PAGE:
DARPA Wants to Prevent Your Car from Killing You
DARPA’s Cyber Grand Challenge (CGC) aims to turn zero-day exploits into zero-second exploits with computers that detect and fix security gaps before they can be widely exploited by troublemakers. It’s not just important for securing sensitive information, it could save lives.
In May of 2015, a simple text message (effective. Power لُلُصّبُلُلصّبُررً ॣ ॣh ॣ ॣ 冗) was revealed to be capable of shutting off a user’s iPhone, rebooting it, or locking the owner out of their text messaging app. This kind of zero day exploit seems like a minor inconvenience when it happens to your mobile device, but what if it happened on your new satellite-, Wifi-, Bluetooth-, and GSM/CDMA-connected car? Seems a little outlandish, right?
Well, in July of last year a hacker duo showed a writer at Wired how they could do much more than that. They were able to not just control the radio, windshield wipers, and air conditioning; they could disable the driver’s control of the accelerator, transmission, and even the steering wheel and brakes. In some cases, the hackers could commandeer these controls.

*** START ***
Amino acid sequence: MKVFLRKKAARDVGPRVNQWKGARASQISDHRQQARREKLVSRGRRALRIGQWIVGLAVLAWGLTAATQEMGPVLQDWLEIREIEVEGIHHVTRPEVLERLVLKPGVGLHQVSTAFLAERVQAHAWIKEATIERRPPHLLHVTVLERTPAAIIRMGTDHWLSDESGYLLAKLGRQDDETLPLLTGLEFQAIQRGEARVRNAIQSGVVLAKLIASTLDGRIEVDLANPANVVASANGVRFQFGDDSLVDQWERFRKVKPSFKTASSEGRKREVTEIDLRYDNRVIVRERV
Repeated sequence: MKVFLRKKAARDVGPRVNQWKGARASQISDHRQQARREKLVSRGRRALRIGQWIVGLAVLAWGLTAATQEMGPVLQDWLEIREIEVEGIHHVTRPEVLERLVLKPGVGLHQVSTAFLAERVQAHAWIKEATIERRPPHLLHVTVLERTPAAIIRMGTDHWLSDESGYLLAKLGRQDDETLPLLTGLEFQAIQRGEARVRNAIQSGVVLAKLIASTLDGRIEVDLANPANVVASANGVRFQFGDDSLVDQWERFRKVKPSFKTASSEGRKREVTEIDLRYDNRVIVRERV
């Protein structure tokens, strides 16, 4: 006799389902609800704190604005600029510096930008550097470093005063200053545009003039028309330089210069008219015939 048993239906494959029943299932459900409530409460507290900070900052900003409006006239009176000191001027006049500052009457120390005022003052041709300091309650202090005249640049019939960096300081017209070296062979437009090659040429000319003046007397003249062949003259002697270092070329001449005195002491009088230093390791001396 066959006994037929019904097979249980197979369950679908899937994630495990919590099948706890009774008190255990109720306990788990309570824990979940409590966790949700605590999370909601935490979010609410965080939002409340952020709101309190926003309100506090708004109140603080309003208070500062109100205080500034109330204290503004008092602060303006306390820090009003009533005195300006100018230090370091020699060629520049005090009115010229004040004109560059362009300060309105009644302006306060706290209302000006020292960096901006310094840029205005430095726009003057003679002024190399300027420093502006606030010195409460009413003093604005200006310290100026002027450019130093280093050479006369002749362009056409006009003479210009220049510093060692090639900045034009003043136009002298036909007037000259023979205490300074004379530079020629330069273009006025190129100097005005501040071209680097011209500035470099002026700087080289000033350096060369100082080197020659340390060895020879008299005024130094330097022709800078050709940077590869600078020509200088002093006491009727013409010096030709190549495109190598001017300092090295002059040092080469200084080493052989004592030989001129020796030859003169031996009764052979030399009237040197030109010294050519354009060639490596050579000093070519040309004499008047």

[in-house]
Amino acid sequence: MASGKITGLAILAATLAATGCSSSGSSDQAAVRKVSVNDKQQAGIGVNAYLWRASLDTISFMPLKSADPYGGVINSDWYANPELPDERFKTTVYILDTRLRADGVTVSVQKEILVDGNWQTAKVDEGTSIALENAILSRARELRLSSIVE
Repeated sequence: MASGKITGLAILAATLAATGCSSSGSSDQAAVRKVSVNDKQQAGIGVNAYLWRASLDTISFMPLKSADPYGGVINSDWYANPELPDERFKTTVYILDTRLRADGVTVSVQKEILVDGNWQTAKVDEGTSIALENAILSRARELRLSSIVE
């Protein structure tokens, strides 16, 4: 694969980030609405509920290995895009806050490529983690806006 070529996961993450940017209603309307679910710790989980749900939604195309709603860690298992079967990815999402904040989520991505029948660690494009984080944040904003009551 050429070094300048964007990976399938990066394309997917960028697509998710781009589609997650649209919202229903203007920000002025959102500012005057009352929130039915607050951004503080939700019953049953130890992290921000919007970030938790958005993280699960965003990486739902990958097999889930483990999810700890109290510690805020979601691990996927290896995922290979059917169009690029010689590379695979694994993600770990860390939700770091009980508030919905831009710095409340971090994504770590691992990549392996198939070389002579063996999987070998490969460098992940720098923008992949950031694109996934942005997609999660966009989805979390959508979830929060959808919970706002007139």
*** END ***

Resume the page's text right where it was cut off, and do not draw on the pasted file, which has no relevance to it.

With more and more vehicles and household appliances becoming connected to the internet, the Internet of Things (IoT) is the next frontier of cyber security. To tackle this challenge, as well as better secure our existing cyber infrastructure, DARPA has engaged expert teams from around the country to develop systems capable of detecting cyber-attacks and immediately fixing the security gap. This type of “capture the flag” competition has been conducted with humans at the helm for over twenty years. This year, however, the teams will be spectators as they watch their computers do the work.
The CGC final competition will be co-located with DEF CON, one the largest cyber security conventions in the world, and take place on August 4th, 2016 in Las Vegas, NV. The seven finalist teams have endured two years of qualifying events for the chance at the grand prize of $2 million, a second prize of $1 million, and a third prize of $750,000. The winning team could be the reason your car doesn’t drive you into a ditch one day.
Read more about the competition at the Cyber Grand Challenge website.